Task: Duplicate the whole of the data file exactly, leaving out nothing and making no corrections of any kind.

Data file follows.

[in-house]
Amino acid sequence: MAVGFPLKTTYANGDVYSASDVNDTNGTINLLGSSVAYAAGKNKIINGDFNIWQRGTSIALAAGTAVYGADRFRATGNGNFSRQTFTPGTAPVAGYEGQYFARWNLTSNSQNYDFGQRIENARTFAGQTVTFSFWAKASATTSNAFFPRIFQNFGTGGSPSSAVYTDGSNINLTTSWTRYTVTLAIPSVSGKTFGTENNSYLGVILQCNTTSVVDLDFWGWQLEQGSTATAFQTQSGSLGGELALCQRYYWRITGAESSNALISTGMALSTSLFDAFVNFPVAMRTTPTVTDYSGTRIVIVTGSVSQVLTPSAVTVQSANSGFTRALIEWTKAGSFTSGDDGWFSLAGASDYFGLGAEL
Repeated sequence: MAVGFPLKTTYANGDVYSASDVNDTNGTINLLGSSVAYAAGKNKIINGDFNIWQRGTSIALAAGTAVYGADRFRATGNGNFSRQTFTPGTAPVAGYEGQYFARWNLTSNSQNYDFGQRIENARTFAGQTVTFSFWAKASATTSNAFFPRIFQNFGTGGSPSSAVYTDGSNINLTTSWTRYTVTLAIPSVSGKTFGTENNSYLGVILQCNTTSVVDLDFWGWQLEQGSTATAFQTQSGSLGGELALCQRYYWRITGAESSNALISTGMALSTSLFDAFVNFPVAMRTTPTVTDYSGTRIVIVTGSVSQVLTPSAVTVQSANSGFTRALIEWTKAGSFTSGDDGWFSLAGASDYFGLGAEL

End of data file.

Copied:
[in-house]
Amino acid sequence: MAVGFPLKTTYANGDVYSASDVNDTNGTINLLGSSVAYAAGKNKIINGDFNIWQRGTSIALAAGTAVYGADRFRATGNGNFSRQTFTPGTAPVAGYEGQYFARWNLTSNSQNYDFGQRIENARTFAGQTVTFSFWAKASATTSNAFFPRIFQNFGTGGSPSSAVYTDGSNINLTTSWTRYTVTLAIPSVSGKTFGTENNSYLGVILQCNTTSVVDLDFWGWQLEQGSTATAFQTQSGSLGGELALCQRYYWRITGAESSNALISTGMALSTSLFDAFVNFPVAMRTTPTVTDYSGTRIVIVTGSVSQVLTPSAVTVQSANSGFTRALIEWTKAGSFTSGDDGWFSLAGASDYFGLGAEL
Repeated sequence: MAVGFPLKTTYANGDVYSASDVNDTNGTINLLGSSVAYAAGKNKIINGDFNIWQRGTSIALAAGTAVYGADRFRATGNGNFSRQTFTPGTAPVAGYEGQYFARWNLTSNSQNYDFGQRIENARTFAGQTVTFSFWAKASATTSNAFFPRIFQNFGTGGSPSSAVYTDGSNINLTTSWTRYTVTLAIPSVSGKTFGTENNSYLGVILQCNTTSVVDLDFWGWQLEQGSTATAFQTQSGSLGGELALCQRYYWRITGAESSNALISTGMALSTSLFDAFVNFPVAMRTTPTVTDYSGTRIVIVTGSVSQVLTPSAVTVQSANSGFTRALIEWTKAGSFTSGDDGWFSLAGASDYFGLGAEL